Flame Retardant Fabric/Furniture – Does it Work, Is it Toxic and Should You Use it?

Furniture

Flame Retardant Fabric/Furniture – Does it Work, Is it Toxic and Should You Use it?

There’s a lot to consider when you’re purchasing new office furniture: design, quality, durability, comfort and, of course, safety. On the safety front, you might be wondering about the pros and cons of using fire-retardant furniture in your office.

A few decades ago, if you asked the experts whether you should use flame-retardant furniture and fabrics, the answer would likely have been yes. Today, the answer is more complicated. In this article, we’ll tackle a few basic questions to help you make an informed decision.

What is Flame Retardant Fabric?

Fire retardant fabric is material that, you guessed it, is slow to catch fire and burn. Some fabrics are more flammable than others; any fabric that’s used to cover furniture, windows, walls or ceilings has to meet strict regulations and is tested for its flammability.

Certain fabrics are naturally fire resistant because of their natural properties. For instance, wool is considered the most fire-retardant natural fibre because it’s difficult to ignite. And acrylic, polyester and nylon are also naturally fire retardant because they catch fire at a much higher temperature than natural fibres such as cotton and linen.

These are known as inherently flame-retardant fabrics and are less likely to have flame retardants added to them.

But other types of fabric need to be chemically treated to be fire retardant. They’re either treated with a fire-retardant back coating or dipped in a chemical solution that gets absorbed into the fabric and creates a barrier between the fibres and the flame.

Is Flame Retardant Furniture Effective?

Upholstered office furniture has long been viewed as a fire hazard. It’s often made with wood and flammable foam cushioning that when ignited produces toxic fumes and flames that are hard to extinguish. Because of that, strict flammability standards were put in place in the mid-1970s that led to the widespread use of chemical flame retardants by furniture manufacturers.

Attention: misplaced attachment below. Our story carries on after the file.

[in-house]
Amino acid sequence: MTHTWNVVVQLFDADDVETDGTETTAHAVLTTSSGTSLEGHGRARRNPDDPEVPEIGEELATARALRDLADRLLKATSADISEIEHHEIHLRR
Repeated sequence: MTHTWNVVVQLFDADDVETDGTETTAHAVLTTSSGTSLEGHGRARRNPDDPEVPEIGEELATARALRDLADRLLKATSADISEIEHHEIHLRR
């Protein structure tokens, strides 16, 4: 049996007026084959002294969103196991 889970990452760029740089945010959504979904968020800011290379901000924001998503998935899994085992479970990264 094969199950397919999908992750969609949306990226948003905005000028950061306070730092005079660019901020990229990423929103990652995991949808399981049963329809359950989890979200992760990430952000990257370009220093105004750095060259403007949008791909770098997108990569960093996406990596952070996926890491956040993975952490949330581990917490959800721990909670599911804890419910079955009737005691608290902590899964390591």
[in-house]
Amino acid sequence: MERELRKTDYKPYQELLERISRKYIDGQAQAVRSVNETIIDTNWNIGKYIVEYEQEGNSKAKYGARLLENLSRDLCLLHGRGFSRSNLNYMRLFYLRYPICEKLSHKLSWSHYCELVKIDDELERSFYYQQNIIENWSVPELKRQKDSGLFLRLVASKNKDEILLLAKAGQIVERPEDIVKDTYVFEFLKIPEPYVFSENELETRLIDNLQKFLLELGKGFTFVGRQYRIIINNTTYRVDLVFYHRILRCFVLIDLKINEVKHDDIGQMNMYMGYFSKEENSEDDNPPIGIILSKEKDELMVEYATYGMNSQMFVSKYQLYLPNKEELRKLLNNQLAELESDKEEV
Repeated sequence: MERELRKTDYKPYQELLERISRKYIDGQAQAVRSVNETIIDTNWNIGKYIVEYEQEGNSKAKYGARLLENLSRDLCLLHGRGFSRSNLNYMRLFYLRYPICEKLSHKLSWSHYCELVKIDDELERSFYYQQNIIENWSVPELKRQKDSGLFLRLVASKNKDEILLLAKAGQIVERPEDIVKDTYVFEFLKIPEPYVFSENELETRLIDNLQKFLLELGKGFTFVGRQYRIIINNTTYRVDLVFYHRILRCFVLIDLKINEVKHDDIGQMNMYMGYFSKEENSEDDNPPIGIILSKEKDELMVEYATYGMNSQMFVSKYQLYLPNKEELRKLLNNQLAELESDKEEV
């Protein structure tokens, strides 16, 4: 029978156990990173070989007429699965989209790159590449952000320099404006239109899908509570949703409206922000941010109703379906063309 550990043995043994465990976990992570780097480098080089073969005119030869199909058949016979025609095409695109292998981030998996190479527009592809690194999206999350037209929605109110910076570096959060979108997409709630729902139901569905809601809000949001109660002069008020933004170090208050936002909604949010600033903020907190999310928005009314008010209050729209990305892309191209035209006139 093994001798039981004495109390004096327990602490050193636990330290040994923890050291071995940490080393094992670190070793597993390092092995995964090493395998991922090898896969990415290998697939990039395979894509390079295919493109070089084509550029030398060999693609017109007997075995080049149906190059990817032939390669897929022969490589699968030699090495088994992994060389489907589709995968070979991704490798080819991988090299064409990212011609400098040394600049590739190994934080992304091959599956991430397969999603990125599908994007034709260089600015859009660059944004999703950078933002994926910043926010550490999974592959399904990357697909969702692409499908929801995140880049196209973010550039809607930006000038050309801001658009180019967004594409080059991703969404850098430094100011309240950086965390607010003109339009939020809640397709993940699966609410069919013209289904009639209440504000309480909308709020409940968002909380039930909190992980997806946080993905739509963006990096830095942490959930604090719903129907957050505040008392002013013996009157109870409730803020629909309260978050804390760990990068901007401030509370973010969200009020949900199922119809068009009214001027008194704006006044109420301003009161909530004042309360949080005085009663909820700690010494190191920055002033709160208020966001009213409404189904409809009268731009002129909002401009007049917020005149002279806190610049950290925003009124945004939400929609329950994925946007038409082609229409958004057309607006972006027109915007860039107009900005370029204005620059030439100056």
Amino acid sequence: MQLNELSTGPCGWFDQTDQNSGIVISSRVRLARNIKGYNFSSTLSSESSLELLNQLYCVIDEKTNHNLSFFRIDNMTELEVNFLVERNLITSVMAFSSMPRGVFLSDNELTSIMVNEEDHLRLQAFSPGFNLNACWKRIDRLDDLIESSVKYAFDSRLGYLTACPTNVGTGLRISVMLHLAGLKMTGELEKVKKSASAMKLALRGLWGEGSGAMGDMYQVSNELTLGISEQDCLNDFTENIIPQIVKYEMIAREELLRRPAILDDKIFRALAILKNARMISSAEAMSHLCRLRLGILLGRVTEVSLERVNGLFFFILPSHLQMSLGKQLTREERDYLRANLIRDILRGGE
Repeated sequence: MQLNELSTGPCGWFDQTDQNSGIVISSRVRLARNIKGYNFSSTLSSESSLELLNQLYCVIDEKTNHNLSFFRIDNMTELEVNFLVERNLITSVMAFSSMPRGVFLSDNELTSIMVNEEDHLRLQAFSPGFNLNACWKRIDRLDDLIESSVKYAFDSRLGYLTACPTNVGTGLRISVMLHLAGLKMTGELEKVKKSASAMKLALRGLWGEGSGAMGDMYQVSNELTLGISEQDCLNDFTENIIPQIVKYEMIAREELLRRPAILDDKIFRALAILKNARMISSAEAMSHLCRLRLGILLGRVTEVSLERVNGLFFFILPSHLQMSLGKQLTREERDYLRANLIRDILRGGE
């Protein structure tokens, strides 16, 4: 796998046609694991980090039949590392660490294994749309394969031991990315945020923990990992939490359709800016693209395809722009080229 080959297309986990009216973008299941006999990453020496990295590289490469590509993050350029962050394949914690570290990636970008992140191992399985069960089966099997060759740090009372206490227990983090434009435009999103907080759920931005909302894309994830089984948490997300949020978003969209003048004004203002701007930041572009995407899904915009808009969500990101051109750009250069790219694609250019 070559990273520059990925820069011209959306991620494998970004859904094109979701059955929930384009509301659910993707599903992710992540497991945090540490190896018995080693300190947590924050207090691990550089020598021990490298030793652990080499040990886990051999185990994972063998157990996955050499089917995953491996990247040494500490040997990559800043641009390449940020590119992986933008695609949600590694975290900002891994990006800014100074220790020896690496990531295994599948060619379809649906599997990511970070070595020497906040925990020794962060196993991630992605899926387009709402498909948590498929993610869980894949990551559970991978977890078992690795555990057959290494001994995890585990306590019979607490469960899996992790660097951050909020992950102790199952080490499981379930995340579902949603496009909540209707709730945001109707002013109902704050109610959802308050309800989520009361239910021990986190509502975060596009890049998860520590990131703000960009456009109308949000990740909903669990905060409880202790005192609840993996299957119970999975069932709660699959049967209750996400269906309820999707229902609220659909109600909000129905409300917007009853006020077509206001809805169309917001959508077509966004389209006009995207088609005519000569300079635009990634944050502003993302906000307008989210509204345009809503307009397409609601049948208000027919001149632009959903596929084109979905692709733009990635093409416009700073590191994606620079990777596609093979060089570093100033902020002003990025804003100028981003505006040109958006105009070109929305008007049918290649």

California laws set the benchmark for furniture flammability standards across the industry. And in the past, fire retardant chemicals were the only way manufacturers could ensure their products met those stringent regulations.

But in recent years, there’s been a growing debate about how useful these chemicals actually are. While fire safety continues to be a severe concern, scientific research has shown that when added to furniture, flame retardant chemicals weren’t beneficial. On top of that, other studies have shown that fire retardant chemicals may also be hazardous to our health.

How Toxic Are Flame Retardant Chemicals?

There’s growing evidence that flame retardants can cause serious health problems. Diabetes, neurobehavioral and developmental disorders, cancer, reproductive health issues and thyroid problems are all associated with exposure to these chemicals.

A Canadian study by EDAction concluded that everyday products like furniture and electronics had been allowed to become sources of “long-lasting exposure to toxic chemicals.” 

The report also cites federal data showing that 92 percent of all Canadian women tested had toxic flame-retardant chemicals in their breast milk. And all Canadians tested, including children, had some form of flame-retardant chemical in their bodies.

We are exposed to flame retardants in a variety of ways. They make their way into the air we breathe and into dust that gets into our bodies through our skin or when we touch our hands to our mouths.

Many flame retardants have been removed from the market or are no longer produced. However, because they don’t easily break down, they can stay in the environment for years. They can also build up in humans and animals over time.

Can You Find Furniture That is Healthy and Safe?

The short answer is yes. The push for increased fire safety and environmental health is a balancing act between protecting people from fire-related injury or death and the harmful effects of toxic chemicals. But the good news is there is a growing list of healthier options.

Progressive suppliers like Haworth, Humanscale and SitOnIt Seating are either limiting their use of flame-retardant chemicals or, in some cases, getting rid of them altogether.

The key is ensuring that the furniture you buy adheres to industry standards. To check the product’s safety, the Association for Contract Textiles (ACT) has set independent guidelines for various performance and quality indicators, including fire retardancy.

And if you want to avoid flame-retardants, check the furniture’s label or tags for the list of chemicals used in its manufacturing.

In 2014, a list of corporate and government furniture buyers pledged only to buy furniture with no chemical flame retardants. That same year, California changed its furniture flammability standards, making it easier for companies to meet the regulations without having to use harmful flame-retardant chemicals.

So, as a result of the new rules and growing consumer demand for healthier alternatives, it is possible to find a wide selection of office furniture that is both fire safe and fire retardant free.

Want to read about other office furniture industry trends?  Check out our Office Trends to Know Guide today!

Cory Porteous
Director of Marketing & Inbound Business Development
Office Interiors

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